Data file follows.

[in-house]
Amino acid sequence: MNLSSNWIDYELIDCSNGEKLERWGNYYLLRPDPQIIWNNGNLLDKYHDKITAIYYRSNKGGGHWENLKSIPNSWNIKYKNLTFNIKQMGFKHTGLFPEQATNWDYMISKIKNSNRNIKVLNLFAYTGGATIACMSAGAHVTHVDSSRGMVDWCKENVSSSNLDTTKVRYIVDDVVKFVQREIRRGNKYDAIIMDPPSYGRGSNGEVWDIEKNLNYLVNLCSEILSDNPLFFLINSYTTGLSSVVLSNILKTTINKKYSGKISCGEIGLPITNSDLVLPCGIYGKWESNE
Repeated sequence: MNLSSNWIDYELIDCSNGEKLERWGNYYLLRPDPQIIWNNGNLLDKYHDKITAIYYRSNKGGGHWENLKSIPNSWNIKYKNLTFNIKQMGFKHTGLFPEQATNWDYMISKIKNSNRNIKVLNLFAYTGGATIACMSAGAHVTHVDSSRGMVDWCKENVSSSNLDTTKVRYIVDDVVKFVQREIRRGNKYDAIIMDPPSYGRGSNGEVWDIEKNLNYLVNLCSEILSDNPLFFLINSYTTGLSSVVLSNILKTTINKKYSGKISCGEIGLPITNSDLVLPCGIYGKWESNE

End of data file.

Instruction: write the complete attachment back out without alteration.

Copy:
[in-house]
Amino acid sequence: MNLSSNWIDYELIDCSNGEKLERWGNYYLLRPDPQIIWNNGNLLDKYHDKITAIYYRSNKGGGHWENLKSIPNSWNIKYKNLTFNIKQMGFKHTGLFPEQATNWDYMISKIKNSNRNIKVLNLFAYTGGATIACMSAGAHVTHVDSSRGMVDWCKENVSSSNLDTTKVRYIVDDVVKFVQREIRRGNKYDAIIMDPPSYGRGSNGEVWDIEKNLNYLVNLCSEILSDNPLFFLINSYTTGLSSVVLSNILKTTINKKYSGKISCGEIGLPITNSDLVLPCGIYGKWESNE
Repeated sequence: MNLSSNWIDYELIDCSNGEKLERWGNYYLLRPDPQIIWNNGNLLDKYHDKITAIYYRSNKGGGHWENLKSIPNSWNIKYKNLTFNIKQMGFKHTGLFPEQATNWDYMISKIKNSNRNIKVLNLFAYTGGATIACMSAGAHVTHVDSSRGMVDWCKENVSSSNLDTTKVRYIVDDVVKFVQREIRRGNKYDAIIMDPPSYGRGSNGEVWDIEKNLNYLVNLCSEILSDNPLFFLINSYTTGLSSVVLSNILKTTINKKYSGKISCGEIGLPITNSDLVLPCGIYGKWESNE